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Jeremy Beer on Technocracy, Liberalism, etc.

Front Porch Republic's magazine, Local Culture, devoted its last issue to Christopher Lasch. One of the highlights is this lengthy and excellent essay by Jeremy Beer: "Limits, Risk Aversion, and Technocracy." It explores the curious juxtaposition of license and coercion that is now such a visible feature of the leftward side of our politics, observing that the squaring of this circle is accomplished by the appeals to safety promised by technocracy, which is considered the only source of truly reasonable approaches to any problem.

It seems to me that technocracy, which I'll oversimplify by defining as the idea that society should be governed by the experts, is really the dominant ideology of our time. As Beer points out, almost no one questions the admonition that "We must follow the science." Obviously there are instances where that is appropriate, but there are many more of which science really has nothing useful to say. One of the most striking features of the response to the Covid-19 pandemic of the past year is that the most powerful and authoritative voices, speaking in the name of science, quite deliberately ruled out of order any consideration of the possible damage--the destruction of livelihoods and so forth-- that might be done by measures intended to stop the spread of the virus. For months, such considerations were not just ignored but denounced as dangerous and unscientific (as well as more extreme adjectives, such as "murderous"). (And by the way have I mentioned that I really hate the phrase "the science"? I know "scientific findings" and such phrases are far too bulky for the jumpy contemporary mind, but couldn't they just say "the research"? Or something more precise, such as "epidemiology"? Well, that's too hard, too, I'm sure.)

James Kalb's idea of "the tyranny of liberalism" (one which he shares with various other critics of classical liberalism) is important to the essay. I have never seen a more precise and concise statement of this idea than a few sentences posted on Facebook a while back:

Liberalism makes 3 claims:

1) It has no metaphysics

2) Everyone must convert to its non-metaphysics

3) Every culture and political institution, humanity itself, must be remade, liberated from every attachment not chosen by the individual- family, history, sex, religion etc to get to the "real" person obscured by culture or nature.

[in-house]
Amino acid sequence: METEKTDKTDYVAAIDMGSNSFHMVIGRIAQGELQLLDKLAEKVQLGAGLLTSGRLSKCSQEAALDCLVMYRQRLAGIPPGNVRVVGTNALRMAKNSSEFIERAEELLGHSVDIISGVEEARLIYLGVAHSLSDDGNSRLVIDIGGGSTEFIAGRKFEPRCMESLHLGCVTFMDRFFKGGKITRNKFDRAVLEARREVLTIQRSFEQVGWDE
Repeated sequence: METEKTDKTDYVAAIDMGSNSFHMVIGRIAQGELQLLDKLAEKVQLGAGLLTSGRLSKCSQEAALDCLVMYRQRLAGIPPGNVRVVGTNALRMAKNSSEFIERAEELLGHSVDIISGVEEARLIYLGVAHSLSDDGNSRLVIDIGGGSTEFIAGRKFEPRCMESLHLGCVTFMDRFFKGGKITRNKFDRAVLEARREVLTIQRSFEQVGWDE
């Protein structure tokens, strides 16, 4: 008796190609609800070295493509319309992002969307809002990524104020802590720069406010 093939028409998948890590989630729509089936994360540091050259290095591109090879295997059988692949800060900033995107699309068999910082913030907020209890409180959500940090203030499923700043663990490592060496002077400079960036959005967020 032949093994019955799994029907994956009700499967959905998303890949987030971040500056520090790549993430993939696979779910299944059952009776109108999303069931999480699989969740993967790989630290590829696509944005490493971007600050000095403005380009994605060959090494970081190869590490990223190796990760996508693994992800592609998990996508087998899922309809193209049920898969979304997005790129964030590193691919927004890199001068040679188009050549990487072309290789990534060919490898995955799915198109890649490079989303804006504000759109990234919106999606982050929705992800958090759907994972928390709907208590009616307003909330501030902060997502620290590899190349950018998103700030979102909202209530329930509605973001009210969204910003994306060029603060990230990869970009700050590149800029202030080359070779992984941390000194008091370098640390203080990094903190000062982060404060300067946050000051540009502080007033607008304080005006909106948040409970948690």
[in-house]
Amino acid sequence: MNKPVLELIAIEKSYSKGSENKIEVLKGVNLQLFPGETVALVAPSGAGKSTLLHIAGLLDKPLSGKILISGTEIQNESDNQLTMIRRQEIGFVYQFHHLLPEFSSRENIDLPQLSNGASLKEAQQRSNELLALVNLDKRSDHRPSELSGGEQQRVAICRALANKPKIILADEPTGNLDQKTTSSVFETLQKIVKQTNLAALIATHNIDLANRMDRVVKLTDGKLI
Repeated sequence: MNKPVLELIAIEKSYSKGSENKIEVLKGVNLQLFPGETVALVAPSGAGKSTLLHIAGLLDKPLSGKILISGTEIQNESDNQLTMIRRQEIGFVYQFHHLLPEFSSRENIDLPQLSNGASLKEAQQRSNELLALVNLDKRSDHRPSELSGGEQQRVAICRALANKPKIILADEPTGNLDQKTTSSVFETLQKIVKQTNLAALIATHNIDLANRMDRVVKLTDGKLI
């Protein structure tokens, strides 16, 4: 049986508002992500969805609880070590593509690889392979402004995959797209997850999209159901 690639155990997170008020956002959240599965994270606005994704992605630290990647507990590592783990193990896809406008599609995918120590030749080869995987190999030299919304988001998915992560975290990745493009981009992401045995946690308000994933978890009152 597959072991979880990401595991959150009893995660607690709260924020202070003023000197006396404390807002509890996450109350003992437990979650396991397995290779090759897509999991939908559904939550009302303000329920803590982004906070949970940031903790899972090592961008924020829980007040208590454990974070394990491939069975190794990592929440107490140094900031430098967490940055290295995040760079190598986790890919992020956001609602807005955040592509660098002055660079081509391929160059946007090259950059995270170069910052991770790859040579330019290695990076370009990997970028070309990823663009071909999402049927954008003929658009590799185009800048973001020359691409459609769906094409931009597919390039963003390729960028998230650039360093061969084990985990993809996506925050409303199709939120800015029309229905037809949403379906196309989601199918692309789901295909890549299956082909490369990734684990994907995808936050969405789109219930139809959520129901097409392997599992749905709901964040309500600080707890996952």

That came from a young man named Jonathan McCormack whom I don't know personally but somehow became Facebook friends with. I don't know anything much about him, but he has a very interesting mind, speculative in a playful but serious way, as you can see from his posts at Medium. And insightful, as in this case. The Facebook post continued:

And once man has no beliefs, or believes only in Nothing, peace will be had. Hence, liberalism is enforced nihilism, only a belief in Nothingness is allowed.

We're talking about philosophical liberalism here, not necessarily contemporary political liberalism, though there is a huge overlap. One can argue about whether the original liberals would have accepted this description, but it clearly descends from their ideas, as a logical working-out of them. And is certainly the unacknowledged foundation of an awful lot of current left-liberal political views.

Well, I didn't intend to write an essay of my own. Here again is the link to Jeremy Beer's piece. The whole issue of Local Culture is excellent, by the way. 


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The recent book by Carl Trueman, The Rise and Triumph of the Modern Self, is an excellent historical/theoretical study of how and why we got to the place where those three claims are now gospel. He primarily draws on and distills the work of three thinkers: Rieff, MacIntyre, and Charles Taylor. I'm almost done with the book and can honestly say that it's the best single volume treatment of the subject I've ever read, in large part because it's both highly readable and very measured and non-polemical.

Here's a good review from a Catholic source:

Also, as I commented on the FPR site, a critique parallel to that of Beer's can be found in the work of the leftist philosopher Byung-Chul Han, especially his books The Burnout Society and In the Swarm: Digital Prospects. And specifically related to what Beer has written it's interesting that Han has a book coming out this summer called The Palliative Society.

I've seen several rave reviews of the Trueman book and am considering reading it. But I'm also considering Rieff. I actually have a copy of Triumph of the Therapeutic, so I ought to at least give it a try. I've hesitated because he has a reputation for being difficult.

I haven't seen your comment on the FPR site. I'll look for it.

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